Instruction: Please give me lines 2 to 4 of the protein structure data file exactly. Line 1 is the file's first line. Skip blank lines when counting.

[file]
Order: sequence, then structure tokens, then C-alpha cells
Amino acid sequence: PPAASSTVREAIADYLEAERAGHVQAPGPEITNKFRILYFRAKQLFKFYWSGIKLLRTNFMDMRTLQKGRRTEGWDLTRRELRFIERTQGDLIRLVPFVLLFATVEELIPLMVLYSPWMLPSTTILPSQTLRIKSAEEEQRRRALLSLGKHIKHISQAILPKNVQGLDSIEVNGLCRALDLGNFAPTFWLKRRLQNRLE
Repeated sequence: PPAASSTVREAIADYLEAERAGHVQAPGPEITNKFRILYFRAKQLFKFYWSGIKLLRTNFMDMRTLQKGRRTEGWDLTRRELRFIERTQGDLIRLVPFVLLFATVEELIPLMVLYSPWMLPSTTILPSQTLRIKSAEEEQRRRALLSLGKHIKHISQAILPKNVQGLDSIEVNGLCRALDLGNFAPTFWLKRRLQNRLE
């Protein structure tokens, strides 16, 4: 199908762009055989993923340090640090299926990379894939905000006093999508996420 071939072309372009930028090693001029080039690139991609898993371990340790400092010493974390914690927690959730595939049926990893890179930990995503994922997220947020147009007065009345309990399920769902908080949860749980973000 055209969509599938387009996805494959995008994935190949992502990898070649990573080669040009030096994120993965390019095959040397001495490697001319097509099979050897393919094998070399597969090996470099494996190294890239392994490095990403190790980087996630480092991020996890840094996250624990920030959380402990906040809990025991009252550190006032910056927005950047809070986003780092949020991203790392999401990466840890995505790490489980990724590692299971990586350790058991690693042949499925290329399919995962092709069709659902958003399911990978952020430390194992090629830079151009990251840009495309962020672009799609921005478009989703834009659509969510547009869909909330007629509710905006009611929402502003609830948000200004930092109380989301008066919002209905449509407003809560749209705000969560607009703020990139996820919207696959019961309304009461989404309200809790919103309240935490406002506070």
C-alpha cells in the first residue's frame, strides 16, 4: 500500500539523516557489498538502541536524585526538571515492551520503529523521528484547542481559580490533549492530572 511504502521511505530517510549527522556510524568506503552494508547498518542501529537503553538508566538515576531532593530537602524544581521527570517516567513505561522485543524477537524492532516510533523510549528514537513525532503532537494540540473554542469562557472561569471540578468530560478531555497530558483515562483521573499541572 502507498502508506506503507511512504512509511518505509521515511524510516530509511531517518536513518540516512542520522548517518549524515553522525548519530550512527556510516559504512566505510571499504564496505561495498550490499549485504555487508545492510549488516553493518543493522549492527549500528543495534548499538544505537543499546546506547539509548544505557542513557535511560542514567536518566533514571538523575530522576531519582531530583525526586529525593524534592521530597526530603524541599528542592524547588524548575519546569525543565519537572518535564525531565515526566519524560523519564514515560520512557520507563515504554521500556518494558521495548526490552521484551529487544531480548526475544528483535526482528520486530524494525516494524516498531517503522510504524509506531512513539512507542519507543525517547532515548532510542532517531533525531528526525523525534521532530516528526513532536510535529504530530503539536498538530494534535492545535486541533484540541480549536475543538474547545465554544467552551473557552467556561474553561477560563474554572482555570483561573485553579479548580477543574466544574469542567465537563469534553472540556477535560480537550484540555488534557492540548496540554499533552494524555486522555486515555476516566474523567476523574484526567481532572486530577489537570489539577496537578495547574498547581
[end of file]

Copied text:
Amino acid sequence: PPAASSTVREAIADYLEAERAGHVQAPGPEITNKFRILYFRAKQLFKFYWSGIKLLRTNFMDMRTLQKGRRTEGWDLTRRELRFIERTQGDLIRLVPFVLLFATVEELIPLMVLYSPWMLPSTTILPSQTLRIKSAEEEQRRRALLSLGKHIKHISQAILPKNVQGLDSIEVNGLCRALDLGNFAPTFWLKRRLQNRLE
Repeated sequence: PPAASSTVREAIADYLEAERAGHVQAPGPEITNKFRILYFRAKQLFKFYWSGIKLLRTNFMDMRTLQKGRRTEGWDLTRRELRFIERTQGDLIRLVPFVLLFATVEELIPLMVLYSPWMLPSTTILPSQTLRIKSAEEEQRRRALLSLGKHIKHISQAILPKNVQGLDSIEVNGLCRALDLGNFAPTFWLKRRLQNRLE
């Protein structure tokens, strides 16, 4: 199908762009055989993923340090640090299926990379894939905000006093999508996420 071939072309372009930028090693001029080039690139991609898993371990340790400092010493974390914690927690959730595939049926990893890179930990995503994922997220947020147009007065009345309990399920769902908080949860749980973000 055209969509599938387009996805494959995008994935190949992502990898070649990573080669040009030096994120993965390019095959040397001495490697001319097509099979050897393919094998070399597969090996470099494996190294890239392994490095990403190790980087996630480092991020996890840094996250624990920030959380402990906040809990025991009252550190006032910056927005950047809070986003780092949020991203790392999401990466840890995505790490489980990724590692299971990586350790058991690693042949499925290329399919995962092709069709659902958003399911990978952020430390194992090629830079151009990251840009495309962020672009799609921005478009989703834009659509969510547009869909909330007629509710905006009611929402502003609830948000200004930092109380989301008066919002209905449509407003809560749209705000969560607009703020990139996820919207696959019961309304009461989404309200809790919103309240935490406002506070």